The pandemic represents a severe challenge for policymakers in Asia. They need a response that will help economies achieve a more efficient and fairer allocation of resources in the economy, enhancing productivity, economic growth and employment.
Making it easier for people and goods to cross borders has been clearly shown to provide widespread economic benefits. But countries on both sides need to be prepared to take advantage of the new opportunities created.
The tradeoff between lost lives during the pandemic and lost livelihoods is often viewed as an all-or-nothing choice between complete lockdown versus zero restrictions. In reality, a balance can be struck.
Without the right policies and programs, Asia’s poorest people could suffer needlessly as economies bounce back after the pandemic.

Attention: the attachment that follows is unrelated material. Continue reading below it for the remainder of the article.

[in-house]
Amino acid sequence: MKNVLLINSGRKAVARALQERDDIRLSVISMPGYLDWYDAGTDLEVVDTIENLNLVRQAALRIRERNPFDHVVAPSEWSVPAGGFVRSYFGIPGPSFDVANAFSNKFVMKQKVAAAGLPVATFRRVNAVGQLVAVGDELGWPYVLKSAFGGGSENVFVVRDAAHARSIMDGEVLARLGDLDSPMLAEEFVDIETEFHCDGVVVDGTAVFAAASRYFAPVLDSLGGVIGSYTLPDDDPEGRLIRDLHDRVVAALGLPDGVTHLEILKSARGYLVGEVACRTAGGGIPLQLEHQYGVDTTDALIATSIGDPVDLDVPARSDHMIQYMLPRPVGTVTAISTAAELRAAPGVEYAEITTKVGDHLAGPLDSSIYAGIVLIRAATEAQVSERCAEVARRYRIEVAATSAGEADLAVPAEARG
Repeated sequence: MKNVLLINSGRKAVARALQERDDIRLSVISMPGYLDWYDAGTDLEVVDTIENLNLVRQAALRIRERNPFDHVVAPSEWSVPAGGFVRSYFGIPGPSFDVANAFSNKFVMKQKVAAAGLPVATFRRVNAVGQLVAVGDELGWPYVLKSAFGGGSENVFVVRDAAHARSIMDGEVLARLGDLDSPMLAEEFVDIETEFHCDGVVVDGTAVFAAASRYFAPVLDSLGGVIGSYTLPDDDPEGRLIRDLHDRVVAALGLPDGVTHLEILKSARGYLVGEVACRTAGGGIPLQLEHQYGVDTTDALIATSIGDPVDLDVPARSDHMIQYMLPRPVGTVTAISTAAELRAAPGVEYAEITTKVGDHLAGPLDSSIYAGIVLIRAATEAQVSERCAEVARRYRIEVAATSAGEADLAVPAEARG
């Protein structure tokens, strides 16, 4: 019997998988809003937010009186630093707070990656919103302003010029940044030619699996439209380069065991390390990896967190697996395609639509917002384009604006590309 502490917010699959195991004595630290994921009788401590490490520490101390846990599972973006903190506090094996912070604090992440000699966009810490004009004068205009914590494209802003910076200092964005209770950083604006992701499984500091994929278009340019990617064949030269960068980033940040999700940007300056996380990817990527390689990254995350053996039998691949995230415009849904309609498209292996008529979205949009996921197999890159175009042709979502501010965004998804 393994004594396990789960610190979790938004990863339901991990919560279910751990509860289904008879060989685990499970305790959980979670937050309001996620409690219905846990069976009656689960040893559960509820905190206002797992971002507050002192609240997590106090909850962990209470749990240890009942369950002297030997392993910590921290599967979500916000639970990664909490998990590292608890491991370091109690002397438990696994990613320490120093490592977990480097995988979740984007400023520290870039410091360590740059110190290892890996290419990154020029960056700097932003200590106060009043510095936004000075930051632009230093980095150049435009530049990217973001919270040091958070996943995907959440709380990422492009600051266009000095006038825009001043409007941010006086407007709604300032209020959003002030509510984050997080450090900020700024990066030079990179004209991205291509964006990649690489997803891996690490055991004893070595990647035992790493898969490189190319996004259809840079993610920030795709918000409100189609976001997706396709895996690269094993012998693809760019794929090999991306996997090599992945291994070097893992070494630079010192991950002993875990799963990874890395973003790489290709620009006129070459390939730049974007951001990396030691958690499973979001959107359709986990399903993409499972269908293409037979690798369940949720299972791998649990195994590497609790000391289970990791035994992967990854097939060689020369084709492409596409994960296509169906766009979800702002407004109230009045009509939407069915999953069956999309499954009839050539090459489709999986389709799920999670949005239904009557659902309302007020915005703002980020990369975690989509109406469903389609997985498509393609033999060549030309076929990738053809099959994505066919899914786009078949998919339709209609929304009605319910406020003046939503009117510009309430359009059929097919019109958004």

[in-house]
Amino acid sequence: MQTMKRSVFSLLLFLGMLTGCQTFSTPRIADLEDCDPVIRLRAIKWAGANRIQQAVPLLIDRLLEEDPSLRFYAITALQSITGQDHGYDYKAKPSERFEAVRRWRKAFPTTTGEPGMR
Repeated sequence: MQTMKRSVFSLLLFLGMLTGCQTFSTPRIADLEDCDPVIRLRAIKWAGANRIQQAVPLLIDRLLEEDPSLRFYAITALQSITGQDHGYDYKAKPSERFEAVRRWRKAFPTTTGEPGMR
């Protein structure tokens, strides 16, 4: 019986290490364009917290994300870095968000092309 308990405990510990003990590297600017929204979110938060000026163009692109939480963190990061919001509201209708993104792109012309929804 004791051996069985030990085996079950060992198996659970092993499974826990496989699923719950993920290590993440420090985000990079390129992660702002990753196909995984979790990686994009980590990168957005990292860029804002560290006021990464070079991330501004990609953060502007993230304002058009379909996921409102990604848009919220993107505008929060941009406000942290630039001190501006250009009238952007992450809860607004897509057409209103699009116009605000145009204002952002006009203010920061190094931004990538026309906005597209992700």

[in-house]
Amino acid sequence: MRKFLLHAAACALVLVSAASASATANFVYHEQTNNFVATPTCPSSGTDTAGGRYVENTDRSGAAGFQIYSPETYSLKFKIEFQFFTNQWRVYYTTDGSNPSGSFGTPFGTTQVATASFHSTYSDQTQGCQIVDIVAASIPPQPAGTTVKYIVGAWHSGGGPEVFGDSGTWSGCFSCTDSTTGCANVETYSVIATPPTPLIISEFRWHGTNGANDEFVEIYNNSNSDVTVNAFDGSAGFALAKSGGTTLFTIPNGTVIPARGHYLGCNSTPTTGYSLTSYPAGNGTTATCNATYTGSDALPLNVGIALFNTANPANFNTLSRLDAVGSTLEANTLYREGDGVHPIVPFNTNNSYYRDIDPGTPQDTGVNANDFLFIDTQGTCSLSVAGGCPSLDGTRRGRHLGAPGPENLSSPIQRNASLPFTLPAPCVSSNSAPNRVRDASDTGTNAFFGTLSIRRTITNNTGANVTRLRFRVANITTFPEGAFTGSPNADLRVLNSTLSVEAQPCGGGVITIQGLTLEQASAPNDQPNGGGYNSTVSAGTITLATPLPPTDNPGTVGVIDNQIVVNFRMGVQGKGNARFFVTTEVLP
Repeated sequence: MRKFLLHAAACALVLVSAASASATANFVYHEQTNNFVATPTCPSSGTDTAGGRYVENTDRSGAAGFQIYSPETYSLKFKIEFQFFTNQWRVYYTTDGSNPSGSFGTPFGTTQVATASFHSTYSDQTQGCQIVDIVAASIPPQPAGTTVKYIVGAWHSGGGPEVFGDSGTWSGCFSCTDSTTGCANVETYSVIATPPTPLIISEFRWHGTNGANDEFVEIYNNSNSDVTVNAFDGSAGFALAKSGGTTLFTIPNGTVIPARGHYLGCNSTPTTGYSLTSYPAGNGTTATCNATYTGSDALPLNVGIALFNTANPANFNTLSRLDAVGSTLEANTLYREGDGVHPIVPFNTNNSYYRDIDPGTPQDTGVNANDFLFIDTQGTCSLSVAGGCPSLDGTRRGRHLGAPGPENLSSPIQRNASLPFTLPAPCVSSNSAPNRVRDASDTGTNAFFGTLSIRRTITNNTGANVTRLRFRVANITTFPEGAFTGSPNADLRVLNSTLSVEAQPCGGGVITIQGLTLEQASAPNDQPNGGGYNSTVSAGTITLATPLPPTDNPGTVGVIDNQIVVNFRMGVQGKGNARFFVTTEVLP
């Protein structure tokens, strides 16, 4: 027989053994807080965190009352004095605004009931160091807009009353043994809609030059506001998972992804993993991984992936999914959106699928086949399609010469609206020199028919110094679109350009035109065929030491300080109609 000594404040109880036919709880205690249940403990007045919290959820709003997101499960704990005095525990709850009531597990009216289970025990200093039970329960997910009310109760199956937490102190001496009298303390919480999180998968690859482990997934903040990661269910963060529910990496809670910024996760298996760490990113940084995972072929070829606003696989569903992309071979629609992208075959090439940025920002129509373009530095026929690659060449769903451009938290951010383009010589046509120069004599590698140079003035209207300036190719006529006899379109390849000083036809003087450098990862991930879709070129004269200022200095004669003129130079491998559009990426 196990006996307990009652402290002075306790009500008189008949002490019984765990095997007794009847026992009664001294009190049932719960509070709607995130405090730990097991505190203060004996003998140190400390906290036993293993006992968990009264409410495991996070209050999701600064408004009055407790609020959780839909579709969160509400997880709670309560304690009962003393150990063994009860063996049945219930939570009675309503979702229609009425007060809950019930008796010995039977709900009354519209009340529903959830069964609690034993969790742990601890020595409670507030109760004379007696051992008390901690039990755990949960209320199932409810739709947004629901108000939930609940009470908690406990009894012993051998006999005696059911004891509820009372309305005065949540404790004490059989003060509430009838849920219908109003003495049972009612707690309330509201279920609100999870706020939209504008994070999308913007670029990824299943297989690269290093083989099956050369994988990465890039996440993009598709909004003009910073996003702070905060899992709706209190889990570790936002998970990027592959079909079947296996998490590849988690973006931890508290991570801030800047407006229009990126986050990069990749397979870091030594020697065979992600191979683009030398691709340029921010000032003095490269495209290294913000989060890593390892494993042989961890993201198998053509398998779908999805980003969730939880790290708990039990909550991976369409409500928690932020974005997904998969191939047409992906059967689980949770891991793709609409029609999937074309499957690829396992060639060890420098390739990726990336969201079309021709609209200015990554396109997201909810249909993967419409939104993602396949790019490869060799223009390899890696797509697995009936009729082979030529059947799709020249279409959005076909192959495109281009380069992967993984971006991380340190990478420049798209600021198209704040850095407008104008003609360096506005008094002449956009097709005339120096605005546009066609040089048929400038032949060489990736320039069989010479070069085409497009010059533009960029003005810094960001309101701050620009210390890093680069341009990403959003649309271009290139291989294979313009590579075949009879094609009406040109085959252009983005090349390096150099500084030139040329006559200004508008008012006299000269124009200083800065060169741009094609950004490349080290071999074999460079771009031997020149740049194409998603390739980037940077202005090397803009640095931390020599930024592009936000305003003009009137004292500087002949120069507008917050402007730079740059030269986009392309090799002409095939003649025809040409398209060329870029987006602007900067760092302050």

The pandemic is challenging policymakers across Asia. The shape of the economic recovery is uncertain but pro-active government and central bank policies can improve outcomes.
Governments in Central and West Asia must commit to reforms and get them right, or face a downward spiral. The costs of the crisis are already obvious in rising deficits and debt. There is no room for complacency.
An analysis of global responses to the virus indicate that expanding the capacity to test, trace, and isolate potential carriers is effective, as is the expansion of paid sick leave benefits.